LONDON (AP) — Facebook’s quasi-independent oversight board says an internal system that exempted high-profile users, including former U.S. President Donald Trump, from some or all of its content moderation rules needs a major overhaul. The report released Tuesday by the Oversight Board said the system “is flawed in key areas which the company must address.” The board opened its review after The Wall Street Journal reported that the system was being abused by many of its elite users, who posted material that would result in penalties for ordinary people, including for harassment and incitement of violence. Meta has agreed to respond to the report within 90 days.
Holmes’ former partner faces sentencing in Theranos case
SAN JOSE, Calif. (AP) — A former Theranos executive learns Wednesday whether he will be punished as severely as his former lover and business partner for peddling the company’s bogus blood-testing technology that duped investors and endangered patients. Ramesh “Sunny” Balwani was convicted in July of fraud and conspiracy. He will be sentenced less than three weeks after Elizabeth Holmes, the company’s founder and CEO, received more than 11 years in prison for her role in a scandal that threw a bright light on Silicon Valley’s dark side. Holmes could have gotten up to 20 years in prison — a penalty that U.S. District Judge Edward Davila could now impose on Balwani. He spent six years as Theranos’ chief operating officer.
Robinhood takes on retirement in search for more growth
NEW YORK (AP) — After blazing onto Wall Street by making trading fun for its customers, Robinhood is now setting its sights on a more staid corner of the industry: saving for retirement. The company on Tuesday is opening up signups for a retirement program, where customers can sock savings into an Individual Retirement Account, something better known as an IRA. It’s the first such effort for Robinhood, which is trying to recapture some of its formerly high-flying growth that fell off as painful downturns made day-trading of stocks and crypto much less fun.
Boeing’s last 747 to roll out of Washington state factory
SEATTLE (AP) — After more than half a century, Boeing is rolling its last 747 out of a Washington state factory. The jumbo jet has been used as a cargo plane, a commercial aircraft capable of carrying nearly 500 passengers, and as the Air Force One presidential aircraft. When it debuted in 1969, it was the largest commercial aircraft in the world and the first with two aisles. The final customer is Atlas Air, which ordered four 747-8 freighters early this year. The last is rolling out of Boeing’s massive factory in Everett, Washington, on Tuesday night.
Prada charts line of business succession, tapping new CEO
MILAN (AP) — The Prada fashion house has begun charting a line of succession on its business side by tapping a former LVMH executive as its next CEO. It also confirmed Tuesday that Miuccia Prada will continue in her creative roles. Andrea Guerra is set to be confirmed by the board next month as the new CEO, succeeding Patrizio Bertelli, who will remain as chairman. The move is intended as a step toward Bertelli and Miuccia Prada’s son Lorenzo Bertelli taking over as leader of the group. The statement emphasized that Miuccia Prada will remain co-creative director of Prada with Raf Simons, creative director of Miu Miu and a board member.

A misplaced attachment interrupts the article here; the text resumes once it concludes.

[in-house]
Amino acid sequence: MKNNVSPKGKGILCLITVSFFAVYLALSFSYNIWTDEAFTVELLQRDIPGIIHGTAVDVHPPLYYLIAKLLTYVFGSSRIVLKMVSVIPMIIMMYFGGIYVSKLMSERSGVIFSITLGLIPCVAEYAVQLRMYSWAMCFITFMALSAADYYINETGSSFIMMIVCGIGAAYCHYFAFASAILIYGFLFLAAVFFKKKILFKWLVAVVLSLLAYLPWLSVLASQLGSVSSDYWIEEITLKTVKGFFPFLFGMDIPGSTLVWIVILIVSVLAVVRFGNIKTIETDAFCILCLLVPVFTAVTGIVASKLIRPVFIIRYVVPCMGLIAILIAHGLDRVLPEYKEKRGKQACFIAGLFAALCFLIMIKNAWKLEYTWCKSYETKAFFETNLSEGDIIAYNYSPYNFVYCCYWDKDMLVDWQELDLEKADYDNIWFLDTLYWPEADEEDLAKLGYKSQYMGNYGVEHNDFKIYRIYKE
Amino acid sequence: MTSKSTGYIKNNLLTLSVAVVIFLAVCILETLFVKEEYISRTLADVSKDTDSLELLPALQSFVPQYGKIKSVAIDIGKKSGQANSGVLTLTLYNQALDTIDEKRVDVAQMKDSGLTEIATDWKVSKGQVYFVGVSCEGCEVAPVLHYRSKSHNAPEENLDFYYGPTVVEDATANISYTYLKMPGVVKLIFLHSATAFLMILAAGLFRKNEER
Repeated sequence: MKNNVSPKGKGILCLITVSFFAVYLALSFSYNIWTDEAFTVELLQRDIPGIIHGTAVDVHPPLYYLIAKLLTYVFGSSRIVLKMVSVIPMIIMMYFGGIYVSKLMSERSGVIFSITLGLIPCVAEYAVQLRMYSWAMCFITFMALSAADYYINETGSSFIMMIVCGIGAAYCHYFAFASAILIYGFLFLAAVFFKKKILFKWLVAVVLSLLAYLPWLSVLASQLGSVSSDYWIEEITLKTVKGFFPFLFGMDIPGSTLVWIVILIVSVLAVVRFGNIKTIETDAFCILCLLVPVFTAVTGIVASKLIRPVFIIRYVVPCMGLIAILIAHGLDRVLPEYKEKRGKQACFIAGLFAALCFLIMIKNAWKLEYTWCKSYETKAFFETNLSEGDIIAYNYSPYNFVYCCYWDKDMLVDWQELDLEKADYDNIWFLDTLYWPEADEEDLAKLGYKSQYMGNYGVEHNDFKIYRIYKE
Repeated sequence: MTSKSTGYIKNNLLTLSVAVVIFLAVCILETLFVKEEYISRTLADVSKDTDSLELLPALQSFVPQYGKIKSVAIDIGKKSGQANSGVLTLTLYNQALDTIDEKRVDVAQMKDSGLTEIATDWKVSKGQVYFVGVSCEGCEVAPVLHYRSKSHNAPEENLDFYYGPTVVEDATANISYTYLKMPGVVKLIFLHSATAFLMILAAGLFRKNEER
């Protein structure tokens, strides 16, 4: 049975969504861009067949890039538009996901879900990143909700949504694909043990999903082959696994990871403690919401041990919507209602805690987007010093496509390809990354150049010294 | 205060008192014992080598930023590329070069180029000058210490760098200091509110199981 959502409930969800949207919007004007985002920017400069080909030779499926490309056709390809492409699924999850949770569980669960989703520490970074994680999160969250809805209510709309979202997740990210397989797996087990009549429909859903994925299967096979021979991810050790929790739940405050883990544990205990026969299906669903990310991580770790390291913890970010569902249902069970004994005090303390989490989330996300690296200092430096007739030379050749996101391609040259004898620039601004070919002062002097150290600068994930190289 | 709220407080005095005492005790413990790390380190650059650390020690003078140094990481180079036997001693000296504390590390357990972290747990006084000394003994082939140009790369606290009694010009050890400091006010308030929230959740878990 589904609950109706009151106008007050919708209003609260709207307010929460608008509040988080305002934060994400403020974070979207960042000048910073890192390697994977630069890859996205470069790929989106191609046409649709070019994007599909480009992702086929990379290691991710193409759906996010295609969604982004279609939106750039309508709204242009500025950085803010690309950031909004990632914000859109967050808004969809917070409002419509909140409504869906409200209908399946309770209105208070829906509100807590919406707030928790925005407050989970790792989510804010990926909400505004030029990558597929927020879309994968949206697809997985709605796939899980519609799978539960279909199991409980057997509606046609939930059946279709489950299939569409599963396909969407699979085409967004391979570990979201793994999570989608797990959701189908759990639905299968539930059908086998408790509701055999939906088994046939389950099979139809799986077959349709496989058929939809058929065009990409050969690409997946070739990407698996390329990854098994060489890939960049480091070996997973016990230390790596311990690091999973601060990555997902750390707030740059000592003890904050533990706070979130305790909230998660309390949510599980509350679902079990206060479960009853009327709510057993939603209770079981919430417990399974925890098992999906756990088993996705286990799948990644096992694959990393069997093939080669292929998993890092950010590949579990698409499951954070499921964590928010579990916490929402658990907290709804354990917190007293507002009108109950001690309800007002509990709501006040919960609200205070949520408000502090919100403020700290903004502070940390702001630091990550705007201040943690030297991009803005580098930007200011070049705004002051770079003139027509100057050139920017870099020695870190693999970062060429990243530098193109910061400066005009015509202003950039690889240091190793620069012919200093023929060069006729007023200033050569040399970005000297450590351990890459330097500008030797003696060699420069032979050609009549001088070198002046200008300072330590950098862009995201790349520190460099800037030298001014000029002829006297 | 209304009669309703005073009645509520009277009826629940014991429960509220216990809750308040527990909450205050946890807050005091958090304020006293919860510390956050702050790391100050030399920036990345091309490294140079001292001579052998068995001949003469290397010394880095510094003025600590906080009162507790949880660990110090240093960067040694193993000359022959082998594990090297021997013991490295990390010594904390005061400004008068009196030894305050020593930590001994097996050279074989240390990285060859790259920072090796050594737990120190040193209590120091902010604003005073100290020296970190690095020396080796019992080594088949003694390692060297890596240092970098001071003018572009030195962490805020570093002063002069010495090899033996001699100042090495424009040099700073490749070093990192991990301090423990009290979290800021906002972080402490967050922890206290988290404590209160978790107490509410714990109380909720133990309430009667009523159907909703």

Stocks fall again on Wall Street, extending recent losses
NEW YORK (AP) — Stocks fell again on Wall Street, extending the market’s recent string of losses. Investors are worried that the Federal Reserve will need to keep applying the brakes to the economy in order to get inflation under control, raising the risk of a sharp recession. The S&P 500 fell 1.4% Tuesday, its fourth straight loss. The tech-heavy Nasdaq gave back even more, 2%, and the Dow Jones Industrial Average lost 1%. Crude oil prices fell. Bond yields fell. The yield on the 10-year Treasury, which helps set mortgage rate, fell to 3.52%.
Russian oil price cap, EU ban aim to limit Kremlin war chest
FRANKFURT, Germany (AP) — Major Western measures to limit Russia’s oil profits over the war in Ukraine have taken effect. They bring uncertainty about how much crude could be lost to the world and whether they will unleash the hoped-for hit to a Russian economy that’s held up better than many expected under sanctions. Starting Monday, the European Union is banning most Russian oil and the Group of Seven democracies has imposed a price cap of $60 per barrel on Russian exports to other countries. The impact may be blunted because Russia has been able reroute much of its European seaborne shipments to China, India and Turkey, although at steep discounts. Plus, the price cap is near what Russian oil already cost.
Facebook parent Meta threatens to remove news from platform
MENO PARK, Calif. (AP) — Facebook parent Meta Platforms says it will be forced to consider removing news content from its platform if Congress passes legislation that could require social media companies to pay news outlets. The Journalism Competition and Preservation Act, if passed, would allow news companies to collectively negotiate with social platforms over the terms on which their material appears on their sites. Meta has taken similar stands in the past. Last year, it briefly blocked news from its platform in Australia after the country passed legislation that would compel tech companies to pay publishers for using their news stories.
The S&P 500 fell 57.58 points, or 1.4%, to 3,941.26. The Dow Jones Industrial Average lost 350.76 points, or 1%, to 33,596.34. The Nasdaq shed 225.05 points, or 2%, to 11,014.89. The Russell 2000 index of smaller companies gave back 27.65 points, or 1.5%, to 1,812.58.